Big Problems? Try small problem solving.

An important post from Denise Caruso over at Hybrid Vigor this morning - citing an article called the "Myth of Carbon Offsets" on alter.net. Caruso, author of Intervention and NYT columnist (subscription required) notes that the bigger the problem (climate change, food safety, etc) the more likely that real solutions - those that are equitable, sustainable, and transformative (my definition of real) - must involve local, community stakeholders.

Here are my two sound bites on this nugget:

"The more global the problem the more local the problem solving."

Or, if you prefer,

"The bigger the problem, the smaller the problem solving needs to be."

Philanthropists, development experts, social investors and entrepreneurs give local stakeholders rhetorical due, but the focus on replication and scale pretty quickly quashes their real support for local expertise. Finding ways to foster global connectivity and let small, local solutions take hold is the real challenge. This is the same challenge I wrote about in my essay on Open Philanthropy in The World We Want - from which I still owe blog readers the last three of my seven building blocks for open philanthropy. The full list of seven:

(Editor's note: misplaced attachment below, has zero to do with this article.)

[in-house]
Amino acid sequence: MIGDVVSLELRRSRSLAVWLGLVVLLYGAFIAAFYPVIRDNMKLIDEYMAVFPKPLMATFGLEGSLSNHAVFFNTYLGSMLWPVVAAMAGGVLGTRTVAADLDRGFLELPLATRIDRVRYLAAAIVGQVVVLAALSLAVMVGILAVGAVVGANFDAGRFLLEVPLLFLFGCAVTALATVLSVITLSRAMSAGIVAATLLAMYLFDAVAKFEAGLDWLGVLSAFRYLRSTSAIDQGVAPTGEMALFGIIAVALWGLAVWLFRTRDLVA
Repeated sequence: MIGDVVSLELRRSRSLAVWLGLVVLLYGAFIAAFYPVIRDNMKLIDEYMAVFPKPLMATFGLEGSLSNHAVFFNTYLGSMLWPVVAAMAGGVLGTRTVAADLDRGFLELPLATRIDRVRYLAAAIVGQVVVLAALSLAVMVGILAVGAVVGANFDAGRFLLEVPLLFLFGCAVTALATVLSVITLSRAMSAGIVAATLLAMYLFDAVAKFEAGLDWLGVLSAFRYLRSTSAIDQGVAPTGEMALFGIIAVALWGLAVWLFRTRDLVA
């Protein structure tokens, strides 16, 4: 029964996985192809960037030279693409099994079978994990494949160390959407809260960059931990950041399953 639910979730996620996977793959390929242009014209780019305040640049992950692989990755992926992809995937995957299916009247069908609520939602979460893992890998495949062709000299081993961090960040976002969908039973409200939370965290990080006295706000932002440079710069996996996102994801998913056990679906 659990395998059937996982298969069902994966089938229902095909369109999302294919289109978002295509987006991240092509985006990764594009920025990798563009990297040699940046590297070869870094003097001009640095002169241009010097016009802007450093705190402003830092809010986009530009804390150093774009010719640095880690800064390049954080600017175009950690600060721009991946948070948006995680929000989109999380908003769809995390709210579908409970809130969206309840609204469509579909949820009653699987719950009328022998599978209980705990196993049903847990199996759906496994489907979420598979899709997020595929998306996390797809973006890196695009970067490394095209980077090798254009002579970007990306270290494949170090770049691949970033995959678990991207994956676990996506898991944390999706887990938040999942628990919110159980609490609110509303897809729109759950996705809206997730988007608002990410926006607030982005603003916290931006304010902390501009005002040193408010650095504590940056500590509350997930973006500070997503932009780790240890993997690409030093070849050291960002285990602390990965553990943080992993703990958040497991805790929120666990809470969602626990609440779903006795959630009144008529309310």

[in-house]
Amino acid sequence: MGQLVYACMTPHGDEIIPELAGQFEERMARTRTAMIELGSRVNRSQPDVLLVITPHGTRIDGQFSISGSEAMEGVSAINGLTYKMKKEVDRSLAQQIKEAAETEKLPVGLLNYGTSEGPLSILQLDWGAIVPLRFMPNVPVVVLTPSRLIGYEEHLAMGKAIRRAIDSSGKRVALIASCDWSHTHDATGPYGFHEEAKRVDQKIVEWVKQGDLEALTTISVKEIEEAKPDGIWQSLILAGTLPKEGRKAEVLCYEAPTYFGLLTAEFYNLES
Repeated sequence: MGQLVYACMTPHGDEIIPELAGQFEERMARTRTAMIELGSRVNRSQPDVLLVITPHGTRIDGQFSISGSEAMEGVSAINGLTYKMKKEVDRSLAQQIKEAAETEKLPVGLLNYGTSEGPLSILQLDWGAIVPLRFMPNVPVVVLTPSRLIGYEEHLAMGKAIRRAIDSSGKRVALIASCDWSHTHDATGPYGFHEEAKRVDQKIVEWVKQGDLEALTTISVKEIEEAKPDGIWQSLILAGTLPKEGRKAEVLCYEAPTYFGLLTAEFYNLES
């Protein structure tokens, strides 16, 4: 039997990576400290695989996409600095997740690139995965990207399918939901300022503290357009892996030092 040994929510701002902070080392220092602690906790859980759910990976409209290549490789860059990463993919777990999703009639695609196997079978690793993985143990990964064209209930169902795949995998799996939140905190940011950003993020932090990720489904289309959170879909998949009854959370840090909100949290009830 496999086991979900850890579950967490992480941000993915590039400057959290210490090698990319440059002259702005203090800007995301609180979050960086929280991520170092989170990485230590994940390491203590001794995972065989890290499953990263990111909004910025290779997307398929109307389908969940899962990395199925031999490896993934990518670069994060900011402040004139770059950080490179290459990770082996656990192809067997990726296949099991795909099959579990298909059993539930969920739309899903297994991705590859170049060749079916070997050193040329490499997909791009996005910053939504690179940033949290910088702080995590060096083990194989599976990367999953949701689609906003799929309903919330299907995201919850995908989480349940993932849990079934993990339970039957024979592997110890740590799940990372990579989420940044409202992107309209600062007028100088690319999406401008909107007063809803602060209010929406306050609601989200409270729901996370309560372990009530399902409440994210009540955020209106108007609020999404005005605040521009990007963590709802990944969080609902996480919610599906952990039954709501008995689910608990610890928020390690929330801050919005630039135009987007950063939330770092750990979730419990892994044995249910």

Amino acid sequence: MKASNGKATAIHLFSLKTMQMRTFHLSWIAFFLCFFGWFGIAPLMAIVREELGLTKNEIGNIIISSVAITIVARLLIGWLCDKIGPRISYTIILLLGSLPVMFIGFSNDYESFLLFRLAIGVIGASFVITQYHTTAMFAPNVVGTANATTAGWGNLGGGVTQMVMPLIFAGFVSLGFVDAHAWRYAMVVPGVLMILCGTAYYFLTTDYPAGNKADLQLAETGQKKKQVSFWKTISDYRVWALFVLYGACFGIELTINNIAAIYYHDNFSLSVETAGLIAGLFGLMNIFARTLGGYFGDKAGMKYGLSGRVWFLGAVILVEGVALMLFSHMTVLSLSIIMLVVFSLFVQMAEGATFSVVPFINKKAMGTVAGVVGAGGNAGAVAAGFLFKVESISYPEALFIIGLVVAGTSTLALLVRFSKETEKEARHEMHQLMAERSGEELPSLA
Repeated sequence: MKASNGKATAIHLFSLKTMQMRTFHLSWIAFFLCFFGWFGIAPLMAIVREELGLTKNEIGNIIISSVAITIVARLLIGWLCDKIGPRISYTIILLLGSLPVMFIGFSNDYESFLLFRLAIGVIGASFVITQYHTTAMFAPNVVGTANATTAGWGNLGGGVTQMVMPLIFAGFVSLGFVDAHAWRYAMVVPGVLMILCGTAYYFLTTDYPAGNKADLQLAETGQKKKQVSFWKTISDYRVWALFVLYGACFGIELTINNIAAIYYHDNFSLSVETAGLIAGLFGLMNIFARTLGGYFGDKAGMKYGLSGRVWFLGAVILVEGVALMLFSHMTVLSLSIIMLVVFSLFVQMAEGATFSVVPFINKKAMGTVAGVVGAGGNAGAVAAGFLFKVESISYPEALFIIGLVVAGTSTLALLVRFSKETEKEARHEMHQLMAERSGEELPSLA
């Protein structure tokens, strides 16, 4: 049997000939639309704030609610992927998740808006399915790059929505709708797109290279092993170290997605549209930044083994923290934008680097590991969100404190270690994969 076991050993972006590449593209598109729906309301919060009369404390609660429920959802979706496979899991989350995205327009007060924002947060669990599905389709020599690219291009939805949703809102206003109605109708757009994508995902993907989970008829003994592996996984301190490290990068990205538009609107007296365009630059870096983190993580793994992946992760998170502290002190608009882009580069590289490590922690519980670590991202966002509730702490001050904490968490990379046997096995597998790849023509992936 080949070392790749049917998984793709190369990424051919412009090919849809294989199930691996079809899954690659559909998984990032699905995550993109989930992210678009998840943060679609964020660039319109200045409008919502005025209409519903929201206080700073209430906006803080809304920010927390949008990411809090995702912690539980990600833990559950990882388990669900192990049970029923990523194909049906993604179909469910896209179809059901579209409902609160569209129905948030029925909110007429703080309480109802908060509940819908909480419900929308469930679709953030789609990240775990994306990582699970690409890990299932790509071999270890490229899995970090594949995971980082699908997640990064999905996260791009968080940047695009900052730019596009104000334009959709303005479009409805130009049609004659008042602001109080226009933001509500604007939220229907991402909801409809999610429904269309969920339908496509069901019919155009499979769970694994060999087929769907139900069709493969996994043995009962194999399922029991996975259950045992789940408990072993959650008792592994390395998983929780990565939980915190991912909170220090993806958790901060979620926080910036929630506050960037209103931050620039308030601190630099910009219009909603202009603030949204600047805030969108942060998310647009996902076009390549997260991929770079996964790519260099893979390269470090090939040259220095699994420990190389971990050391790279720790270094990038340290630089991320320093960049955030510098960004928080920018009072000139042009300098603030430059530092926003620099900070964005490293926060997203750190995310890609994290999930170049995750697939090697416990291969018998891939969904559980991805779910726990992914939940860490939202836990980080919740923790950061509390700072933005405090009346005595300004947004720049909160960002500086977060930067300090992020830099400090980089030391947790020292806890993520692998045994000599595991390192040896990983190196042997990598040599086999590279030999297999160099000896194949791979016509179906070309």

1. Facilitate adaptation, don’t hinder it
2. Design for interoperability, local specificity will follow
3. Build for the poorest
4. Assume upward adaptability
5. Creativity and control will happen locally
6. Diversity is essential
7. Complex problems require hybrid solutions


And the earlier posts describing numbers one and two and three and four.

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